Nanometer 3D Imaging Photographs Inside Cells

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RESEARCH Each time we peer over the precipice of a new imaging technology, the view is breathtaking. X-Rays, CT Scans, MRI and high-resolution digital imaging have each offered precious glimpses into remarkable worlds of science and diagnostic medicine.

Now on the biotech horizon is a method of capturing "3-D images or small semiconducting structures or proteins inside cells," according to a proposal in the November 20, 2009 Physical Review Letter. Images are constructed by examining how light scatters off of the sample and a nearby metal nanoparticle positioned with an atomic force microscope.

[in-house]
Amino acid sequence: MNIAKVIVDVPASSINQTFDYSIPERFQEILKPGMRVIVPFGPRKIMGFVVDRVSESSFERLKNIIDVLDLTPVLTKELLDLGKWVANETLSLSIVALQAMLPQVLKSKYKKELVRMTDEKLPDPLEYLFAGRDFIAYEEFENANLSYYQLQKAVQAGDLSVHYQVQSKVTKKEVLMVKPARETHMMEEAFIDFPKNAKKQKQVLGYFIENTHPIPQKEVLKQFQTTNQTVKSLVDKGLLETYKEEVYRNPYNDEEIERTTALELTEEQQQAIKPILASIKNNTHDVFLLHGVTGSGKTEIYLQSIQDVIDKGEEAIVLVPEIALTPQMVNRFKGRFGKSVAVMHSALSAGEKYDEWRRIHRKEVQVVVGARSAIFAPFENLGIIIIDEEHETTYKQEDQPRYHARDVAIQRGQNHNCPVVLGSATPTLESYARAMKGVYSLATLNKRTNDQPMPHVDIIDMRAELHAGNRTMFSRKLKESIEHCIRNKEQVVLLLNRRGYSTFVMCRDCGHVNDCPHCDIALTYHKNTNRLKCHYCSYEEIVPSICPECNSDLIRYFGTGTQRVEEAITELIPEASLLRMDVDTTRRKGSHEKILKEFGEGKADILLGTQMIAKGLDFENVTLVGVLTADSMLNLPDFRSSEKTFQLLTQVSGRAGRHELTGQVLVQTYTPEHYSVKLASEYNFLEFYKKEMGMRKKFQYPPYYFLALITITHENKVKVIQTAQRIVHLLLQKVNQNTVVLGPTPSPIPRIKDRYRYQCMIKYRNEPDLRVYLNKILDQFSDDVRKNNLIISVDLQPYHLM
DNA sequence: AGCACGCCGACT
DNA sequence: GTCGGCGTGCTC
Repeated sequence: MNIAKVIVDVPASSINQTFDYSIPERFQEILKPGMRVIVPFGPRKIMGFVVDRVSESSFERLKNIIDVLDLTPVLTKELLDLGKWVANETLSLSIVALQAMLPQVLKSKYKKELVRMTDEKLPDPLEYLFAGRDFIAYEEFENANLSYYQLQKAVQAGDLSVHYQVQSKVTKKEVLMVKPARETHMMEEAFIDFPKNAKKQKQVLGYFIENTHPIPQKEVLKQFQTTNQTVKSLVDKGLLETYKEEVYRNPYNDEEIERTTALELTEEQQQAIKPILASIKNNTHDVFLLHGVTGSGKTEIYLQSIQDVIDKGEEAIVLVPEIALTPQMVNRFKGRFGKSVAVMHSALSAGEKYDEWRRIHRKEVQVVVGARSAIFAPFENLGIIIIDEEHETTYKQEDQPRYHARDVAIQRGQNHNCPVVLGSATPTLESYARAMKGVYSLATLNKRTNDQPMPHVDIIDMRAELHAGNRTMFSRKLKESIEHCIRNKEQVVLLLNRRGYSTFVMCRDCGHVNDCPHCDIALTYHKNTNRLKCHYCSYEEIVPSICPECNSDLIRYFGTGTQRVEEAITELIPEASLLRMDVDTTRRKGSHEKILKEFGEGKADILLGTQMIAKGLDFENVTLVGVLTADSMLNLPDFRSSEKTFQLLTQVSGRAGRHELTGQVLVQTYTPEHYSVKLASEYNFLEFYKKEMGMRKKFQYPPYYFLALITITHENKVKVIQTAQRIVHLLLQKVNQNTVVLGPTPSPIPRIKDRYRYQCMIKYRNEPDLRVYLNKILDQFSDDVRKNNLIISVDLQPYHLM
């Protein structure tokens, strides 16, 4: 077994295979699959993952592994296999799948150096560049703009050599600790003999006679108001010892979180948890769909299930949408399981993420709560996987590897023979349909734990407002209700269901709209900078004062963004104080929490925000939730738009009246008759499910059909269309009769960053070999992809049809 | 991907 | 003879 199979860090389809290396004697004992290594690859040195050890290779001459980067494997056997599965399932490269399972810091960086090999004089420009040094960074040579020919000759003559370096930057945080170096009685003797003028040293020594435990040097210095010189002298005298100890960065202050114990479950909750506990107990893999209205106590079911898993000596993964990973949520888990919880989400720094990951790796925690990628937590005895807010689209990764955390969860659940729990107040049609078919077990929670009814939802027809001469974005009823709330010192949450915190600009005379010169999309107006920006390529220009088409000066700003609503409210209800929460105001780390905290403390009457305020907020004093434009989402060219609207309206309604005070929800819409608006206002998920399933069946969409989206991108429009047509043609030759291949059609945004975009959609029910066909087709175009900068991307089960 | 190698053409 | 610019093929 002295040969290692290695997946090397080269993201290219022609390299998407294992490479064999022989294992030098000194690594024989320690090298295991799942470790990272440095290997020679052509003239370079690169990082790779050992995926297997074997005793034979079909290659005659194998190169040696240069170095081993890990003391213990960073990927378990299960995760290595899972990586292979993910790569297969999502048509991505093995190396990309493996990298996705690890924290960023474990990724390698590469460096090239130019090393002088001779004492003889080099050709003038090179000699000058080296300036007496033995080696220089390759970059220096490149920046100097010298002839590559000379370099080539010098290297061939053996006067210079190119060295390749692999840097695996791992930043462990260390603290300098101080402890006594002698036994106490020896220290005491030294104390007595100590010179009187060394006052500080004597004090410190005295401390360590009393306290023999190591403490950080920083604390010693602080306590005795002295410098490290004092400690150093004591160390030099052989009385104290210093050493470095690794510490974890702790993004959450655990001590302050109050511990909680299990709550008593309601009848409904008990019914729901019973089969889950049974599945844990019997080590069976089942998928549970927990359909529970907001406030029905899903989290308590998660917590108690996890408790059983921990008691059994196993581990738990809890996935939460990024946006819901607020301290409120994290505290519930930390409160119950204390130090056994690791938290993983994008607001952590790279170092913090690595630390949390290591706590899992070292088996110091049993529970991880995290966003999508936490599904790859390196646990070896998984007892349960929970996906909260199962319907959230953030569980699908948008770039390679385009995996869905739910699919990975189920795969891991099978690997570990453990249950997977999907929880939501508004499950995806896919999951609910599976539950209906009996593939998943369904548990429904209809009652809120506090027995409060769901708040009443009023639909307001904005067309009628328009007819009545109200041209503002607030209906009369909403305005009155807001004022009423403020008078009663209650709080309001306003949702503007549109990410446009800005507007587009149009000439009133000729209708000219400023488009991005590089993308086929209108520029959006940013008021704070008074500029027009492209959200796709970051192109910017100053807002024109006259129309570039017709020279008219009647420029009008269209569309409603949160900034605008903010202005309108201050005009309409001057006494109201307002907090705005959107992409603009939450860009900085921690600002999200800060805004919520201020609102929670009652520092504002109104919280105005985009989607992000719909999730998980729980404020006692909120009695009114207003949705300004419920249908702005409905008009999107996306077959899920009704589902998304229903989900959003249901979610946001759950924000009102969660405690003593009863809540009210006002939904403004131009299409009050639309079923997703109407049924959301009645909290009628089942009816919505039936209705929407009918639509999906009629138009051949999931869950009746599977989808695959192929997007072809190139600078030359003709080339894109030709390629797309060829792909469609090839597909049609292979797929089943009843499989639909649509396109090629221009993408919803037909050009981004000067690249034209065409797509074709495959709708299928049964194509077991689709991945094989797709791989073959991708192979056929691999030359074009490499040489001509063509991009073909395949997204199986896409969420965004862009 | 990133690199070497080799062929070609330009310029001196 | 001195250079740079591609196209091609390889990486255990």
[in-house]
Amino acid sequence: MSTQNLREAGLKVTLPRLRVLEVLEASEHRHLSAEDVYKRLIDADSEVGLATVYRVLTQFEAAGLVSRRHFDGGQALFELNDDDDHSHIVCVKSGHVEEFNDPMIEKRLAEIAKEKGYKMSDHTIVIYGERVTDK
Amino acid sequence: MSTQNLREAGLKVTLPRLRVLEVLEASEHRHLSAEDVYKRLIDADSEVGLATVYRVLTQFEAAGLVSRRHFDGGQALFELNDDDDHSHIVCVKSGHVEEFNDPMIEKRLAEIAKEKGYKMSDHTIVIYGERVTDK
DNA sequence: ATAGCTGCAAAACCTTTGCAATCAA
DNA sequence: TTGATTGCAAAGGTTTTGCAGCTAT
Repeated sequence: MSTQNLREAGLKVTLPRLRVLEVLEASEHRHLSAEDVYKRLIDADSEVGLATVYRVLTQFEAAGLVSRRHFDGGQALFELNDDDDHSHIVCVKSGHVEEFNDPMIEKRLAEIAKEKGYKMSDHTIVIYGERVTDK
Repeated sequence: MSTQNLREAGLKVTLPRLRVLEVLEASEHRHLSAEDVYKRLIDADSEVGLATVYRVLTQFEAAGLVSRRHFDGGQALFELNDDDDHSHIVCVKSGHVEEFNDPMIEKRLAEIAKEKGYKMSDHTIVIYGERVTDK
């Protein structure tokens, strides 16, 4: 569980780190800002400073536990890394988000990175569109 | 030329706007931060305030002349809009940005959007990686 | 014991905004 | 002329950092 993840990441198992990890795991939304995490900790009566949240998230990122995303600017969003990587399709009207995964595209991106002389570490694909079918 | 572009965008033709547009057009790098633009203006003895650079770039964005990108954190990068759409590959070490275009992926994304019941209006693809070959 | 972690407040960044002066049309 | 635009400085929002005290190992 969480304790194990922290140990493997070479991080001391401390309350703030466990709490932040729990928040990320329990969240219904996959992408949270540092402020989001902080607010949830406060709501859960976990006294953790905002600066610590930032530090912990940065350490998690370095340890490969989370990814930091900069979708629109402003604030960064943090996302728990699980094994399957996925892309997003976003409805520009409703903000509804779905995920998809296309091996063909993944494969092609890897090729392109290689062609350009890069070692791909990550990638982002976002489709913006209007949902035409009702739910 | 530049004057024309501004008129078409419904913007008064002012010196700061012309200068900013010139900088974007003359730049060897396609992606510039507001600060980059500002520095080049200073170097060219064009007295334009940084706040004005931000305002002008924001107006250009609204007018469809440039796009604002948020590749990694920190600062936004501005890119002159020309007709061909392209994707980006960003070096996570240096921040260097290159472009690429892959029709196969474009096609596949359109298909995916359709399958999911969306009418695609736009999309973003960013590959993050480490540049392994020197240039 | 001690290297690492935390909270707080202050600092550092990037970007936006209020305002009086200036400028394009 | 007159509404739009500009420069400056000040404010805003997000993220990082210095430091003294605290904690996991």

This opens up the possibility to see inside small structures, such as a bundle of proteins inside a cell membrane, without cutting or disturbing the sample. Other imaging methods are limited in what they may provide. Fluorescence results in a 2-D picture. Visible light can see details as small as tens of nanometers but currently reveal only surface detail.

Tags: molecular biology, medical research, microbiology, photography, physics, physiology, radiology, science


Read complete 2009 article at Physical Review Focus.